March 27, 1946 (20th Parliament, 2nd Session)


Major James William Coldwell

Co-operative Commonwealth Federation (C.C.F.)


I answered his question. I said that in order to achieve a fair price, that price must be based on negotiation among all those interested. I am not one of those who guesses, as the hon. member for Stanstead did, that the farmer might get a dollar a pound for his butter, or guesses, like somebody else, that he might get $3 a bushel for his wheat. The only manner in which prices can be found to be reasonable, fair and stable is by intelligent examination and by negotiation among the parties concerned. That is the manner in which I would answer the particular question.
I do not believe that the farming population of this country desire to take advantage of the widespread starvation which exists throughout the world to-day. I was reading only this morning an account of the recent by-elections in Great Britain, and I was greatly struck by the attitude of 'the British people who -today are enduring a greater austerity programme than they endured even in the days of the war. One of their constituencies, the Hey-wood and Radcliffe division, up to 1935 was regarded as an entirely safe Conservative seat. In the general election last summer the Labour party won the seat by a small majority. In the by-election that was held last month the Labour party won that constituency again, by a slightly reduced majority; and when the result was made known the successful candidate, Flight-Lieutenant Greenwood, summed up the whole matter in a single sentence. This is what he said:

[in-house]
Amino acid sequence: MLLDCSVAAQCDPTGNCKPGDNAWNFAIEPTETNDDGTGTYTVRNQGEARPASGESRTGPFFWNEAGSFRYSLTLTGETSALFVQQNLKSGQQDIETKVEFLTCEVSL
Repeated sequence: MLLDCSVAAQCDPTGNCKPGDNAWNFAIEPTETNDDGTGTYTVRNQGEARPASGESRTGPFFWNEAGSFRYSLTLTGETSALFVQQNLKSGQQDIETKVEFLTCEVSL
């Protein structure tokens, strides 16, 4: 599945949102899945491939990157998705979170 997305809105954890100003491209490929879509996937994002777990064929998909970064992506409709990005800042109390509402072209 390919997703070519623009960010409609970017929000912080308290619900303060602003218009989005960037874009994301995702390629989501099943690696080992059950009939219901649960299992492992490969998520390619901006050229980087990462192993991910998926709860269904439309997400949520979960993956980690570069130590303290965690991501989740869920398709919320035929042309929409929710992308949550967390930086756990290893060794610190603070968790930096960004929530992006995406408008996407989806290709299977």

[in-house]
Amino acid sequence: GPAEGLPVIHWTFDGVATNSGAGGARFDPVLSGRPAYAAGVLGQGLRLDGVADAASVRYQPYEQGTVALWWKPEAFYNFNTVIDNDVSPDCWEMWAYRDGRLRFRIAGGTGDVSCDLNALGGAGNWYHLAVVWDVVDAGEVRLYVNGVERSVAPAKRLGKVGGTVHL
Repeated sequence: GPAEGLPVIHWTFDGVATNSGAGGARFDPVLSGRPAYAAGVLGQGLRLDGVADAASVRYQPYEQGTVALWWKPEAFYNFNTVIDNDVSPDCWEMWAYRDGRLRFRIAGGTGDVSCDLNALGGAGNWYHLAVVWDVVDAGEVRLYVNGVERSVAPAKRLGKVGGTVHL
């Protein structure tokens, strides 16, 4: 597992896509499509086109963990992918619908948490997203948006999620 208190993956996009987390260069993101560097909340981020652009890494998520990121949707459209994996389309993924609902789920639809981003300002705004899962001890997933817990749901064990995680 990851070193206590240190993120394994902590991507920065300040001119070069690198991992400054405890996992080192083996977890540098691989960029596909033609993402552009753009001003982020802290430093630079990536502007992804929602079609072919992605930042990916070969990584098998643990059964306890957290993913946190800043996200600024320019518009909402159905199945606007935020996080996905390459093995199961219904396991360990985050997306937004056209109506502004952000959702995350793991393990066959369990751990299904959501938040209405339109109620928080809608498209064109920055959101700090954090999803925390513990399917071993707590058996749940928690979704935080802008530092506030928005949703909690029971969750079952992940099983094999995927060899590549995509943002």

I have won this election because the people of this division were not prepared to sell their birthright of two thousand years of Christian principles for a packet of dried eggs.
To-day, Mr. Speaker, a packet of dried eggs or the lack of it-Is a symbol of the austerity programme in Great Britain. And I do not believe that the farmers of this country are prepared to forgo the teachings of two thousand years of Christianity and try to wring the last cent out of a starving world.
I am rising this afternoon because I find that lately, in the Winnipeg Free Press and some other papers, we have been bracketed with the Progressive Conservatives.

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